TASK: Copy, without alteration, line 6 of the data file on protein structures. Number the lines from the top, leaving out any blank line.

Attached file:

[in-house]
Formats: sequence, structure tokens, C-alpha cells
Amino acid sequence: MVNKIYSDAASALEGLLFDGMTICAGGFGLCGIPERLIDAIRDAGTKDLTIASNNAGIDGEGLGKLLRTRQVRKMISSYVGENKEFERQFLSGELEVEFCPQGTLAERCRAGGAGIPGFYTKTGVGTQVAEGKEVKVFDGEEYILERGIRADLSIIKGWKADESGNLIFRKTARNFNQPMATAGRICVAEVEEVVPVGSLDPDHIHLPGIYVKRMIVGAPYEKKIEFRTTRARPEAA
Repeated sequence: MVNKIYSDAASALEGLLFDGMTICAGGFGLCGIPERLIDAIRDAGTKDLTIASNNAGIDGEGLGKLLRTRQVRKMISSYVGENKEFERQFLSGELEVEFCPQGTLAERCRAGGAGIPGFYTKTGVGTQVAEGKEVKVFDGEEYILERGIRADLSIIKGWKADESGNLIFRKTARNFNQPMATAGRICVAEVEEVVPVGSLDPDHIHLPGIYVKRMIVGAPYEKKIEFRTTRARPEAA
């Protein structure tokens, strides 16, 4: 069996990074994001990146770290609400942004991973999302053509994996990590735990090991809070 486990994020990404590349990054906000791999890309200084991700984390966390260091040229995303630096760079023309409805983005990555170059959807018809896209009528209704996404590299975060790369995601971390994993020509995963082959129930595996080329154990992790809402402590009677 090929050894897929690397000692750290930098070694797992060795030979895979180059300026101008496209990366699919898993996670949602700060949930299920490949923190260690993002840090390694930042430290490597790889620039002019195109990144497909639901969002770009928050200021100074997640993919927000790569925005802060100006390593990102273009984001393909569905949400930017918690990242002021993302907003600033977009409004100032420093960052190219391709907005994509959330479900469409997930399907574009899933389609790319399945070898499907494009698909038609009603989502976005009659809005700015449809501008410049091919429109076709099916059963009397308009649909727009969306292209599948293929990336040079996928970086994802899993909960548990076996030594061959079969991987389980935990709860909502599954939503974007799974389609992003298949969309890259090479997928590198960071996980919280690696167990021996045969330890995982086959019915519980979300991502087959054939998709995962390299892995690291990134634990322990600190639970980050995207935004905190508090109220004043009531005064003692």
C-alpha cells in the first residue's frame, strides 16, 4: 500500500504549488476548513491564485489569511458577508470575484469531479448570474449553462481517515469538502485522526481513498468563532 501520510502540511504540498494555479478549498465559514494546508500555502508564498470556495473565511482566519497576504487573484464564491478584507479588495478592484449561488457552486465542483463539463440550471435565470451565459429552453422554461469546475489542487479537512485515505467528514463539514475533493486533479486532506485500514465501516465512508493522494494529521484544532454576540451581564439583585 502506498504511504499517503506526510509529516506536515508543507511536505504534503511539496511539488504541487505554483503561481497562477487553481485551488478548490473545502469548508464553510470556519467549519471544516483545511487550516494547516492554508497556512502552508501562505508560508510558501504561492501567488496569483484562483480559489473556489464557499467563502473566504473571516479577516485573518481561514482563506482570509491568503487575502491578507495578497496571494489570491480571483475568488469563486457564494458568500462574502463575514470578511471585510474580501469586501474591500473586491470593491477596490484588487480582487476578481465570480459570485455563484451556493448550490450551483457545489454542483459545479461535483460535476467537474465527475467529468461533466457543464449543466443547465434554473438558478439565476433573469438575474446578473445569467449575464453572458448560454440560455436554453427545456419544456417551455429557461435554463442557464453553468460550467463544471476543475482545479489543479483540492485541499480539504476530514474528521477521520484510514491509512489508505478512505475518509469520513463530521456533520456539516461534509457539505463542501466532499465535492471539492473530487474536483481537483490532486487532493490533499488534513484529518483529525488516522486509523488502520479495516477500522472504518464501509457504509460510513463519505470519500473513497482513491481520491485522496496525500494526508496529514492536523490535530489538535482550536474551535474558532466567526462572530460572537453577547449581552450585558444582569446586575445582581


C-alpha cells in the first residue's frame, strides 16, 4: 500500500504549488476548513491564485489569511458577508470575484469531479448570474449553462481517515469538502485522526481513498468563532 501520510502540511504540498494555479478549498465559514494546508500555502508564498470556495473565511482566519497576504487573484464564491478584507479588495478592484449561488457552486465542483463539463440550471435565470451565459429552453422554461469546475489542487479537512485515505467528514463539514475533493486533479486532506485500514465501516465512508493522494494529521484544532454576540451581564439583585 502506498504511504499517503506526510509529516506536515508543507511536505504534503511539496511539488504541487505554483503561481497562477487553481485551488478548490473545502469548508464553510470556519467549519471544516483545511487550516494547516492554508497556512502552508501562505508560508510558501504561492501567488496569483484562483480559489473556489464557499467563502473566504473571516479577516485573518481561514482563506482570509491568503487575502491578507495578497496571494489570491480571483475568488469563486457564494458568500462574502463575514470578511471585510474580501469586501474591500473586491470593491477596490484588487480582487476578481465570480459570485455563484451556493448550490450551483457545489454542483459545479461535483460535476467537474465527475467529468461533466457543464449543466443547465434554473438558478439565476433573469438575474446578473445569467449575464453572458448560454440560455436554453427545456419544456417551455429557461435554463442557464453553468460550467463544471476543475482545479489543479483540492485541499480539504476530514474528521477521520484510514491509512489508505478512505475518509469520513463530521456533520456539516461534509457539505463542501466532499465535492471539492473530487474536483481537483490532486487532493490533499488534513484529518483529525488516522486509523488502520479495516477500522472504518464501509457504509460510513463519505470519500473513497482513491481520491485522496496525500494526508496529514492536523490535530489538535482550536474551535474558532466567526462572530460572537453577547449581552450585558444582569446586575445582581